Molding around an arched exterior door - Woodworking Talk - Woodworkers Forum
 
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post #1 of 11 Old 06-04-2009, 07:48 PM Thread Starter
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Molding around an arched exterior door

I want to replace some rotted brick molding around an arched exterior door. Can I just buy brick molding at the home center and bend it? I was going to soak it in water and then build a jig with pegs that will allow me to bend it to the shape I need. Any ideas?
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post #2 of 11 Old 06-04-2009, 08:38 PM
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I don't think so.

I have a friend who makes custom arch top doors up to 48" wide and 10" tall who uses a large shaper cutter and a no of templates of the arch to accomplish this. It's a matter of building up straight lengths of wood joined or spliced to form a large enough piece to bandsaw out the rough arch and then shape the contours of the individual moldings usually in a 3 stage glue up. This is not an easy task. And he gots a lot of money for his work. It's beautiful. If you can get by with flat surfaces cut on the bandsaw and then run a vertical profile cutter with a rub bushing in a router to achive your molding that would be an easier way. You'd still have to build up the segments to achieve that arch. Maybe others have another approach? bill
BTW the brick mold at the HD is just a cheap grade of wood finger joined to make it look like one piece,and any soaking will destroy the joints and it really won't bend anyway.

The answer to your question will only be as detailed and specific as the question is detailed and specific. Good questions also include a sketch or a photo that illustrates your issue. (:< D)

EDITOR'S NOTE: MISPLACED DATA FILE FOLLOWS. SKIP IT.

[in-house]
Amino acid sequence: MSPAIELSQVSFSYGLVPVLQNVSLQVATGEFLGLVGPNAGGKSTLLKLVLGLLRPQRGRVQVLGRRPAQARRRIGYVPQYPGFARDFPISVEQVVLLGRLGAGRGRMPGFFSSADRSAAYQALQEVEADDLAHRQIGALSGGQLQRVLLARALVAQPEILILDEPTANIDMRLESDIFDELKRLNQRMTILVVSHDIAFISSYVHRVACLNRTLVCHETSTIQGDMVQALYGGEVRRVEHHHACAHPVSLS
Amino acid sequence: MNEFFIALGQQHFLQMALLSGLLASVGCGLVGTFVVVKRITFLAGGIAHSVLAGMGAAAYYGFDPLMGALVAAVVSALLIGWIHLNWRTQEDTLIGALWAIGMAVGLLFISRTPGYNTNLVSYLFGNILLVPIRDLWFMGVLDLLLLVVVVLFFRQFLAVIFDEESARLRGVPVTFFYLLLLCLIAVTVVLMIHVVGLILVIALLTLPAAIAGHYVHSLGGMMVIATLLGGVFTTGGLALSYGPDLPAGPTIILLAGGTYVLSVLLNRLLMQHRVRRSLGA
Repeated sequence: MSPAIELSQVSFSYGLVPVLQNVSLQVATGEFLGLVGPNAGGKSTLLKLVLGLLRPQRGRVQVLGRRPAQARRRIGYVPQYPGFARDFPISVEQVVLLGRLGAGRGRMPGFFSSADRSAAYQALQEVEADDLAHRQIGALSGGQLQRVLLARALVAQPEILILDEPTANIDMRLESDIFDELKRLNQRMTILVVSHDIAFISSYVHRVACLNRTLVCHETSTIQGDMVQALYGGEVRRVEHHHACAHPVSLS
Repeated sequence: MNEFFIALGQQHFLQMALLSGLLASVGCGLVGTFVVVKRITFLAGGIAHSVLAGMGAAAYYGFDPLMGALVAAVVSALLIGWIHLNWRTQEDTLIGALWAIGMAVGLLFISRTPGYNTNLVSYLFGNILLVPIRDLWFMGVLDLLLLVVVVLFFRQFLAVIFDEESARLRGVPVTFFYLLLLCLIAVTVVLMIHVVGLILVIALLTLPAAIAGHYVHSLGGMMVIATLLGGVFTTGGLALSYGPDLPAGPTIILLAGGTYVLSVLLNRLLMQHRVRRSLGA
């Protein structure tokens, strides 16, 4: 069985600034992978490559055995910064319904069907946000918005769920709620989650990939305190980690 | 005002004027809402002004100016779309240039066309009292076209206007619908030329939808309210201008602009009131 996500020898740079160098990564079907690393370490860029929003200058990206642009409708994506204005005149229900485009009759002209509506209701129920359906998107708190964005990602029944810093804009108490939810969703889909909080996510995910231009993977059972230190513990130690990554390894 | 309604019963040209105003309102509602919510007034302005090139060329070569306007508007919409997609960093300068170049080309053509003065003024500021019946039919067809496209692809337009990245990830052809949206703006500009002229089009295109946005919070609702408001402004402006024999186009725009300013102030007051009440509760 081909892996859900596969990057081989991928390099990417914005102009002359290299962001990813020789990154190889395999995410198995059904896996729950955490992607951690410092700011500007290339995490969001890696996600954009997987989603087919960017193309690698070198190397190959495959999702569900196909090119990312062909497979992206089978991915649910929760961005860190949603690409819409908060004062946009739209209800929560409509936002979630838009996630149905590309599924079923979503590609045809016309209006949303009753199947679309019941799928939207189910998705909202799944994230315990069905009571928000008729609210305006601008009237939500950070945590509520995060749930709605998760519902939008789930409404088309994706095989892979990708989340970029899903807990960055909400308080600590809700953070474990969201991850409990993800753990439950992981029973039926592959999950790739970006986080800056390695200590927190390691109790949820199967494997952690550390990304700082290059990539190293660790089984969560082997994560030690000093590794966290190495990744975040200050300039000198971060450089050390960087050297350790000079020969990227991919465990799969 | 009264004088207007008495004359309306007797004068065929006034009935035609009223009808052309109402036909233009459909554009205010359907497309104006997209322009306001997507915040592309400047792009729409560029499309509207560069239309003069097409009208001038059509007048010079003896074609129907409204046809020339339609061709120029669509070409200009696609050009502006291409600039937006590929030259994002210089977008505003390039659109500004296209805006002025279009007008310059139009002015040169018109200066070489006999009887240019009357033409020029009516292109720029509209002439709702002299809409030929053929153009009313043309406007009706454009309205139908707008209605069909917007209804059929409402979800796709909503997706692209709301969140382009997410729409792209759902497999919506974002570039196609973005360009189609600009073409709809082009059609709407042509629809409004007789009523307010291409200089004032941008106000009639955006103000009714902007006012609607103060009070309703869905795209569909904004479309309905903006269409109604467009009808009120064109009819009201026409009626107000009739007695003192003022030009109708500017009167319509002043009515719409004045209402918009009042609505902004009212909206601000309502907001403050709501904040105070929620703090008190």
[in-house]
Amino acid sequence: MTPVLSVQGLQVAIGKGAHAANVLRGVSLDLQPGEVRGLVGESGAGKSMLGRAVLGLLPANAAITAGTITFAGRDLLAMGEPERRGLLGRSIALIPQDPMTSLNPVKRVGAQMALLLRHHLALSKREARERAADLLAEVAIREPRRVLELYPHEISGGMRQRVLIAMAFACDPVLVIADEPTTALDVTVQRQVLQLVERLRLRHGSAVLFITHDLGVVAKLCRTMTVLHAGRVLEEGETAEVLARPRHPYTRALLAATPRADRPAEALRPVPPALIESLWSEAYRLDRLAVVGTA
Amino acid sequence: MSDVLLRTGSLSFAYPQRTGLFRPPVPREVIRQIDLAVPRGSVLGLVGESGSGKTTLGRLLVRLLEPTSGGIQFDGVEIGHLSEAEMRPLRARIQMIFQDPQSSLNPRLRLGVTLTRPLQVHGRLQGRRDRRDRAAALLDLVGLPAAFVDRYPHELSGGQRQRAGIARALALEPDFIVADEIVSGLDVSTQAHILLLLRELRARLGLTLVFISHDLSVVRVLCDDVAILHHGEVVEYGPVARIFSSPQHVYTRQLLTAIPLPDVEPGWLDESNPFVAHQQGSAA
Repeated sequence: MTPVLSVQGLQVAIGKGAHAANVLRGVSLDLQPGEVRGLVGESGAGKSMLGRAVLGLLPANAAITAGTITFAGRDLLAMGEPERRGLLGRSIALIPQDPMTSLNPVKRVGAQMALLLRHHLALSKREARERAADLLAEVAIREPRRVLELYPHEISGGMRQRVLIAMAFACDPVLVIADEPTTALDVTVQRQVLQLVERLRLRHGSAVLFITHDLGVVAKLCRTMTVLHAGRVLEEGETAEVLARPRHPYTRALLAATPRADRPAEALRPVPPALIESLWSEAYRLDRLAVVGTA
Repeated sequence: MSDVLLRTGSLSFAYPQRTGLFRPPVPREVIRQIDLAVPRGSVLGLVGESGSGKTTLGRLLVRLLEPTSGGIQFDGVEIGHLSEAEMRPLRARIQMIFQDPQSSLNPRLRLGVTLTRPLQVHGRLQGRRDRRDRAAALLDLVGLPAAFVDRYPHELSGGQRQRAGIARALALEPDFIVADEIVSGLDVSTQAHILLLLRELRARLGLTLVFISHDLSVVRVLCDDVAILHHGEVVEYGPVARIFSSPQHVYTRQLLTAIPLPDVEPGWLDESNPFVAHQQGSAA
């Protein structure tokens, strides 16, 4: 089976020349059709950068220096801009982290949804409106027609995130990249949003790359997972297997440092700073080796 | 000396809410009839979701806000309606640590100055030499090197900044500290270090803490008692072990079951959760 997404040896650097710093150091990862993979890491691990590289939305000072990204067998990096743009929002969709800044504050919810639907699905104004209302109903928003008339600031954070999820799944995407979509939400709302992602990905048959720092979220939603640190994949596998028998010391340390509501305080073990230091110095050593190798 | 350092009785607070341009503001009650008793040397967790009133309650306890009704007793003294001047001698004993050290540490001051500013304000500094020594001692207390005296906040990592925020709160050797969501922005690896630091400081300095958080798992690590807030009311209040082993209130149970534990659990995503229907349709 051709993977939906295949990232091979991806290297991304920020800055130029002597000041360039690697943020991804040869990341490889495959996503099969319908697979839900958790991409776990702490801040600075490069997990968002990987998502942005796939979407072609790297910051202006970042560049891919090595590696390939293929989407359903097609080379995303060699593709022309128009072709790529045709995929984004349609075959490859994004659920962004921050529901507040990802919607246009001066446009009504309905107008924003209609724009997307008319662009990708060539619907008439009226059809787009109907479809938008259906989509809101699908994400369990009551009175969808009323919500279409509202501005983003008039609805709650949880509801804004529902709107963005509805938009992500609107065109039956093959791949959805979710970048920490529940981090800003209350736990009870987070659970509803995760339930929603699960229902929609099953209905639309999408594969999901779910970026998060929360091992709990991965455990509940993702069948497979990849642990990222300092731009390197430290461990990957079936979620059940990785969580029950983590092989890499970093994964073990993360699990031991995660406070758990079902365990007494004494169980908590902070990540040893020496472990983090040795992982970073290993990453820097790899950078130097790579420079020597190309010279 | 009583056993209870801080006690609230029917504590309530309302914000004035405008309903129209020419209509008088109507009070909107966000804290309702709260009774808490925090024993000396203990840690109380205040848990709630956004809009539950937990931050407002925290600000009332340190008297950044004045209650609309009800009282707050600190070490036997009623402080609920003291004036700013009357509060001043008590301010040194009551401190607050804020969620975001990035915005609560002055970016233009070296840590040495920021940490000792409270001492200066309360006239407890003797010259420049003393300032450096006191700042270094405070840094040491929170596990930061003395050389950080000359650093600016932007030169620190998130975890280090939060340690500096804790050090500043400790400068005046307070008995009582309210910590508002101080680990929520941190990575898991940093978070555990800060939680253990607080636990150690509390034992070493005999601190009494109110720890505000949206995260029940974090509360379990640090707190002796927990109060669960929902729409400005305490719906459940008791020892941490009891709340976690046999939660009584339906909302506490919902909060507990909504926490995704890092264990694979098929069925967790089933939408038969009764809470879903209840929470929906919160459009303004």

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post #3 of 11 Old 06-06-2009, 06:30 PM
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If you can find out the mfg of the door, contact them.
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post #4 of 11 Old 06-06-2009, 08:19 PM
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A very common method mentioned by woodnthings uses straight pieces wide enough to get the curve to lay out within them. First draw out the pattern on 3/4" MDF or particle board and cut out and smooth the edges. Then cut straight pieces of wood that will fit on the pattern allowing for enough lengths to do scarfed/half lap joinery. The shorter the pieces are the less likely it will be noticable that they are straight.

After the joinery is machined lay the pattern on the pieces as they lay to form the curve and draw out the curve. The individual pieces can now be cut close to the line with a band saw or a jig saw. Once the glue up is done, the whole section can be fixed to the pattern and both outside and inside edges can be trimmed to the pattern with a flush trim router bit.

Another method for making the curve is to rip thin strips long enough to make it around the whole outside length of the same type of pattern as above, with enough to end up straight to be joined to whatever is below. For small tight radii, 1/8" will bend easily. For larger curves, 1/4" or thicker may be able to make it without stressing. Do a test piece against the outside of the pattern to see how thick you can go.

Lay waxed paper on the outside edge, and lay the first piece against the waxed paper, and to that one you can clamp up a few at a time. You can use TB III, or if you need more time you can use UF glue (urea formaldehyde) glue, like "Plastic Resin Glue" from Dap. Doing a glue up this way will yield a continuously curved grain pattern. But keep in mind that you can have very tight glue lines and the grain may be defined as to its segments. This works out to be a very predictable lamination with no springback, like steaming or soaking may allow.






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post #5 of 11 Old 06-07-2009, 01:16 PM
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Quote:
Originally Posted by cabinetman View Post
A very common method mentioned by woodnthings uses straight pieces wide enough to get the curve to lay out within them. First draw out the pattern on 3/4" MDF or particle board and cut out and smooth the edges. Then cut straight pieces of wood that will fit on the pattern allowing for enough lengths to do scarfed/half lap joinery. The shorter the pieces are the less likely it will be noticable that they are straight.